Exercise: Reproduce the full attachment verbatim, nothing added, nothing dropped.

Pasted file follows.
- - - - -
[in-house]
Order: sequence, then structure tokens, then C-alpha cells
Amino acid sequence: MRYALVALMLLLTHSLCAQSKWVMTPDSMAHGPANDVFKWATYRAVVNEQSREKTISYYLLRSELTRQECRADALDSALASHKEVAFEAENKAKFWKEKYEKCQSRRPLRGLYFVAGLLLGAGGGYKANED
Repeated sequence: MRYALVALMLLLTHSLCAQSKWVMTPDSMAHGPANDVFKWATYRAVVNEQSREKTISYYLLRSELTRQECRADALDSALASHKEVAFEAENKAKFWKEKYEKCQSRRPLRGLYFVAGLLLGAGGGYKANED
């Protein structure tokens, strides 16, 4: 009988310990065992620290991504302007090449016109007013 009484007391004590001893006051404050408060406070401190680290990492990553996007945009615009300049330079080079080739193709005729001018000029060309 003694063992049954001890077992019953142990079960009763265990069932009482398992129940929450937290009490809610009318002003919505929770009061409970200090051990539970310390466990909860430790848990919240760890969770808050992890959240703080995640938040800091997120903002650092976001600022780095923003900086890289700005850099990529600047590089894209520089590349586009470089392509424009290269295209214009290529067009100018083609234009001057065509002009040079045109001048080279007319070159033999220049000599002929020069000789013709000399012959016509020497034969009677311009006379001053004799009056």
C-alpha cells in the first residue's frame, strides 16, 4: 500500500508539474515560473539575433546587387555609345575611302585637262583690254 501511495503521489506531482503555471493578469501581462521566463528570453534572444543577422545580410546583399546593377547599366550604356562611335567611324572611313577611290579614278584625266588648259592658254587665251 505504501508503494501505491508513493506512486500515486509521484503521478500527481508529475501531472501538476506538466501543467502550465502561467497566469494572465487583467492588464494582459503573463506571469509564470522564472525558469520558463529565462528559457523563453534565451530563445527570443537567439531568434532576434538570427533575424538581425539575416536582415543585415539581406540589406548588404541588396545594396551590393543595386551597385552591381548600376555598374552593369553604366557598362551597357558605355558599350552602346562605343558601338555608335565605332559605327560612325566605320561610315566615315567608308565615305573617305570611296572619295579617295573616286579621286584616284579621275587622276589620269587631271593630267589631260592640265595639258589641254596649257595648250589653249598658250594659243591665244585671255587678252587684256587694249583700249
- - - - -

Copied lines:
[in-house]
Order: sequence, then structure tokens, then C-alpha cells
Amino acid sequence: MRYALVALMLLLTHSLCAQSKWVMTPDSMAHGPANDVFKWATYRAVVNEQSREKTISYYLLRSELTRQECRADALDSALASHKEVAFEAENKAKFWKEKYEKCQSRRPLRGLYFVAGLLLGAGGGYKANED
Repeated sequence: MRYALVALMLLLTHSLCAQSKWVMTPDSMAHGPANDVFKWATYRAVVNEQSREKTISYYLLRSELTRQECRADALDSALASHKEVAFEAENKAKFWKEKYEKCQSRRPLRGLYFVAGLLLGAGGGYKANED
């Protein structure tokens, strides 16, 4: 009988310990065992620290991504302007090449016109007013 009484007391004590001893006051404050408060406070401190680290990492990553996007945009615009300049330079080079080739193709005729001018000029060309 003694063992049954001890077992019953142990079960009763265990069932009482398992129940929450937290009490809610009318002003919505929770009061409970200090051990539970310390466990909860430790848990919240760890969770808050992890959240703080995640938040800091997120903002650092976001600022780095923003900086890289700005850099990529600047590089894209520089590349586009470089392509424009290269295209214009290529067009100018083609234009001057065509002009040079045109001048080279007319070159033999220049000599002929020069000789013709000399012959016509020497034969009677311009006379001053004799009056």
C-alpha cells in the first residue's frame, strides 16, 4: 500500500508539474515560473539575433546587387555609345575611302585637262583690254 501511495503521489506531482503555471493578469501581462521566463528570453534572444543577422545580410546583399546593377547599366550604356562611335567611324572611313577611290579614278584625266588648259592658254587665251 505504501508503494501505491508513493506512486500515486509521484503521478500527481508529475501531472501538476506538466501543467502550465502561467497566469494572465487583467492588464494582459503573463506571469509564470522564472525558469520558463529565462528559457523563453534565451530563445527570443537567439531568434532576434538570427533575424538581425539575416536582415543585415539581406540589406548588404541588396545594396551590393543595386551597385552591381548600376555598374552593369553604366557598362551597357558605355558599350552602346562605343558601338555608335565605332559605327560612325566605320561610315566615315567608308565615305573617305570611296572619295579617295573616286579621286584616284579621275587622276589620269587631271593630267589631260592640265595639258589641254596649257595648250589653249598658250594659243591665244585671255587678252587684256587694249583700249